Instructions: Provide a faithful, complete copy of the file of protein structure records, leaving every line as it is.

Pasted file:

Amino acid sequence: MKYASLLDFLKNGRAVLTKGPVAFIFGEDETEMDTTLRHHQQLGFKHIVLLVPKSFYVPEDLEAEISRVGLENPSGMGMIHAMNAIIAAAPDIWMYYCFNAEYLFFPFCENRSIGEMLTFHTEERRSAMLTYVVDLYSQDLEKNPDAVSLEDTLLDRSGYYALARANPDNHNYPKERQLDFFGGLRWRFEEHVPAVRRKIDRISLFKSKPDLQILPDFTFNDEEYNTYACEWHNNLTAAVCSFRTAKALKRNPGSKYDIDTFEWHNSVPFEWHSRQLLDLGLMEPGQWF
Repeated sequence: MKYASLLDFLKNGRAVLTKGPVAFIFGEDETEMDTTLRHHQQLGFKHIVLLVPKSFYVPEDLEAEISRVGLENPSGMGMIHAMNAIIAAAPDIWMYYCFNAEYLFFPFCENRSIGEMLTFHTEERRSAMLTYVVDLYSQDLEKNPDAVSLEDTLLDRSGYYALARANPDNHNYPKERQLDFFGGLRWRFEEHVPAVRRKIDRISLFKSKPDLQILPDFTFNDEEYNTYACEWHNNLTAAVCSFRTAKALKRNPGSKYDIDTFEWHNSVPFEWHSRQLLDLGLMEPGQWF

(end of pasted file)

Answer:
Amino acid sequence: MKYASLLDFLKNGRAVLTKGPVAFIFGEDETEMDTTLRHHQQLGFKHIVLLVPKSFYVPEDLEAEISRVGLENPSGMGMIHAMNAIIAAAPDIWMYYCFNAEYLFFPFCENRSIGEMLTFHTEERRSAMLTYVVDLYSQDLEKNPDAVSLEDTLLDRSGYYALARANPDNHNYPKERQLDFFGGLRWRFEEHVPAVRRKIDRISLFKSKPDLQILPDFTFNDEEYNTYACEWHNNLTAAVCSFRTAKALKRNPGSKYDIDTFEWHNSVPFEWHSRQLLDLGLMEPGQWF
Repeated sequence: MKYASLLDFLKNGRAVLTKGPVAFIFGEDETEMDTTLRHHQQLGFKHIVLLVPKSFYVPEDLEAEISRVGLENPSGMGMIHAMNAIIAAAPDIWMYYCFNAEYLFFPFCENRSIGEMLTFHTEERRSAMLTYVVDLYSQDLEKNPDAVSLEDTLLDRSGYYALARANPDNHNYPKERQLDFFGGLRWRFEEHVPAVRRKIDRISLFKSKPDLQILPDFTFNDEEYNTYACEWHNNLTAAVCSFRTAKALKRNPGSKYDIDTFEWHNSVPFEWHSRQLLDLGLMEPGQWF